I wrote it up as a safety issue, but it it wrong or just stupid

I did an inspection on a sf 4 yo home the other day that is just outside the city limits (read no building codes). The switch and only disconnect for the garbage disposal is located 6’2" away from the sink opening for the garbage disposal. From a safety standpoint, it is dumb, but I cannot find an actual requirement that the disconnect be located within reach of the sink (disposal throat). Gurus?


It is not required to be a specific distance in the case of a Garbage Disposal per se’…now remember the switch probably turns it on and off as well and while inconvient in itself not really a violation I can think of.

We have distances for disconnection means and within sight issues all the time but this is not one I would be overly concerned about…in fact the disconnect is still within sight actually…and is really for servicing the unit.

Think of the other side of the coin…if the kid can reach down in it while off…they can’t actually reach the switch to turn it on…so either way I would not be overly concerned about that.

Also…we are talking about “PERMANENTLY” connected…if the disposal has a receptacal under the counter then the plug can serve as this use…the switch is nothing more than a on and off factor.

**(B) Appliances Rated Over 300 Volt-Amperes or

1**[size=2]/8 [/size]Horsepower.
For permanently connected appliances
rated over 300 volt-amperes or 1.8 hp, the branch-circuit
switch or circuit breaker shall be permitted to serve as the
disconnecting means where the switch or circuit breaker is
within sight from the appliance or is capable of being
locked in the open position. The provision for locking or
adding a lock to the disconnecting means shall be installed
on or at the switch or circuit breaker used as the disconnecting
means and shall remain in place with or without the
lock installed.

FPN: For appliances employing unit switches, see 422.34.

also within sight is spoken as well in additional text under that article…but again in your case 6’ and over does not put the disconnection means NOT within sight…so it is fine.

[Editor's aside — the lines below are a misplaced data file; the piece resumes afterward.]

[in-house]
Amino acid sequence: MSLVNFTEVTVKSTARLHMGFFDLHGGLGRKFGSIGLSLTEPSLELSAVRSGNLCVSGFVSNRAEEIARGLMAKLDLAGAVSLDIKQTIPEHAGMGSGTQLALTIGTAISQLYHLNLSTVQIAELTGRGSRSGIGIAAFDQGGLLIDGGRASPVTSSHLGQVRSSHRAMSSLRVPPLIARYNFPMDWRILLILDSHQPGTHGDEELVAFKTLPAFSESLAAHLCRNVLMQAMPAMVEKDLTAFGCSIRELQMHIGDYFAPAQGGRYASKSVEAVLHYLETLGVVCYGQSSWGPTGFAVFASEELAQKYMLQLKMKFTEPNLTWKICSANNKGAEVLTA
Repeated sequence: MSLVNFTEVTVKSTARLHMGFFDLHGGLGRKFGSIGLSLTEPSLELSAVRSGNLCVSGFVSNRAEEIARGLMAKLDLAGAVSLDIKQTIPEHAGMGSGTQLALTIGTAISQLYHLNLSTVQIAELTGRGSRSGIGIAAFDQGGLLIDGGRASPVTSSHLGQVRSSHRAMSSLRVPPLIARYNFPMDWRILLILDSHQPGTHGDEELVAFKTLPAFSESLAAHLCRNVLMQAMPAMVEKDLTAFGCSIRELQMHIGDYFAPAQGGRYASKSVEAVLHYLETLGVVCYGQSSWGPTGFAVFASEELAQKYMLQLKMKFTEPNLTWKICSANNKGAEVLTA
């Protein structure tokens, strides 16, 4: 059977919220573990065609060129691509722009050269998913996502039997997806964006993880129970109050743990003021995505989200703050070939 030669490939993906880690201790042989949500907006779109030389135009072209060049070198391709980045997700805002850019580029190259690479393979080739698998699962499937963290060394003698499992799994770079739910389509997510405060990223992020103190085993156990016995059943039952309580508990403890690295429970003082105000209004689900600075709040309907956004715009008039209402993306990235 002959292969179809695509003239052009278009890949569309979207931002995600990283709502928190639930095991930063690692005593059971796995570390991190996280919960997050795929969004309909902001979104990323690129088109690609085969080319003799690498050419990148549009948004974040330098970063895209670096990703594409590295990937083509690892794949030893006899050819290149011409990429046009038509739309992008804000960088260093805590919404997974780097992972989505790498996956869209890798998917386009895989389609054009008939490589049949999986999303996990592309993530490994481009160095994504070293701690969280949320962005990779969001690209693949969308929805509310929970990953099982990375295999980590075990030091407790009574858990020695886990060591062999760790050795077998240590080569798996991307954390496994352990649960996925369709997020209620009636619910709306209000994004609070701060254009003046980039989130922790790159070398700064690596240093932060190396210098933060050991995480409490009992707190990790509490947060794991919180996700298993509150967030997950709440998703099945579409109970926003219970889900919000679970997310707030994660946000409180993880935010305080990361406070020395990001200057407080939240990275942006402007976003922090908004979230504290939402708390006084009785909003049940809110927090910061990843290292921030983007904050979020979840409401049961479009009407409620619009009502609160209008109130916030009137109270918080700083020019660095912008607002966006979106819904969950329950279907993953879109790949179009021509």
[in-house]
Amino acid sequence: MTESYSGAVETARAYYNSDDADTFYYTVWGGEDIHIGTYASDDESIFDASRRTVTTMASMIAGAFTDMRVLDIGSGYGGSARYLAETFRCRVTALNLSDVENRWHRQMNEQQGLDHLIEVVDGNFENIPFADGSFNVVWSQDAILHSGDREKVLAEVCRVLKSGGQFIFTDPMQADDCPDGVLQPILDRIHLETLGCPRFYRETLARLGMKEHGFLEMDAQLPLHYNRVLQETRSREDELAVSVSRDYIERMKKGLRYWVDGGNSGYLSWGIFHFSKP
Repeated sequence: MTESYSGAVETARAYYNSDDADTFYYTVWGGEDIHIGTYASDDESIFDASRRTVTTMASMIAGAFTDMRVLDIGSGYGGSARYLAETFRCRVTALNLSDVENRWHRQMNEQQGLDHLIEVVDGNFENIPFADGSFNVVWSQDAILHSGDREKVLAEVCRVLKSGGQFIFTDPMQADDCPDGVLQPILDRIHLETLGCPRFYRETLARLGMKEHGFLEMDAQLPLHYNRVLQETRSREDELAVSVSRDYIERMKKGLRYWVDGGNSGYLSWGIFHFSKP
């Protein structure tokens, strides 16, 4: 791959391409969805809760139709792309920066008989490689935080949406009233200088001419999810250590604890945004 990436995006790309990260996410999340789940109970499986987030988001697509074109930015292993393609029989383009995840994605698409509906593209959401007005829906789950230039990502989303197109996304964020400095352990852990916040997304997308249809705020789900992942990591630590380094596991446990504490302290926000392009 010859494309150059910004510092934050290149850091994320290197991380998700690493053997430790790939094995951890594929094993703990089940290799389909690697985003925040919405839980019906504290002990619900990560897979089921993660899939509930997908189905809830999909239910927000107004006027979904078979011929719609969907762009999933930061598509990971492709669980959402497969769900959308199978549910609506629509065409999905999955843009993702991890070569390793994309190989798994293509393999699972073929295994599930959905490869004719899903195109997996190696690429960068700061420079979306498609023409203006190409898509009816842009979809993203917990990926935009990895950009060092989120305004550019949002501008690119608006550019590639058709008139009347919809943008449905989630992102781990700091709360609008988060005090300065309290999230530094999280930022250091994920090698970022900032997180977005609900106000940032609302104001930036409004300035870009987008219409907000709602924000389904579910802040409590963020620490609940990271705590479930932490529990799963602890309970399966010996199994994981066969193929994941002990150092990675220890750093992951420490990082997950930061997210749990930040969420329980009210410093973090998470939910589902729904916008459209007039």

A few years ago common practice/code in some areas to have the switch far enough from the garbage disposal so that your hand couldn’t be in the disposal when you turned it on.




It may appear to be a dumb installation, but if it’s within view… it’s fine.

Disconnect Means

  • Appliance >300v-a or >1/8h.p. requires disconnect [422-21b] [t 4601.7][LIST]
  • Cord/plug (except wall oven or cooktop) OR… [422-22, 17b] [t 4601.7]
  • In-sight and <50ft. rated switch fig. e14 (may be breaker) OR…
  • Lockable switch fig. e13 OR… [422-21b] [t 4601.7]
  • Unit switch that opens all ungrounded conductors [422-25] [t 4601.7]

[/LIST]Toggle switch is the safest type of switch between toggle, touch sensitive and rocker. The location of the disposal switch should be place where a disabled individual can’t turn it on accidently by bumping it with their wheelchair. The best location for a kitchen design would be to the left of the kitchen sink, a few inches below the over-hang of the kitchen counter, roughly at 28-30 inches in height.

Why to the left of the sink. What if you are left handed. Why not put it on the right side of the sink.


This was just my opinion. Right handers do dominate and that was simply considered into my reasoning. For those left handers out there, have the switch installed to your preference.

The reason why the left side of the sink is an accepted practice (IMO) is because it makes the average right handed individual actually get uncomfortable to activate the switch. Which (in turn) makes the switch fully intended to be placed in the “ON” position. No mistakes can be made by (the average individual) when the disposal is turned “ON”.

In this area, if the disposal is on the right side of a double sink, it needs to be on the left, and vice-versa. They are usually a few feet from the sink as well.


I was just messing with you. Guess I should have put a few smilies on that post.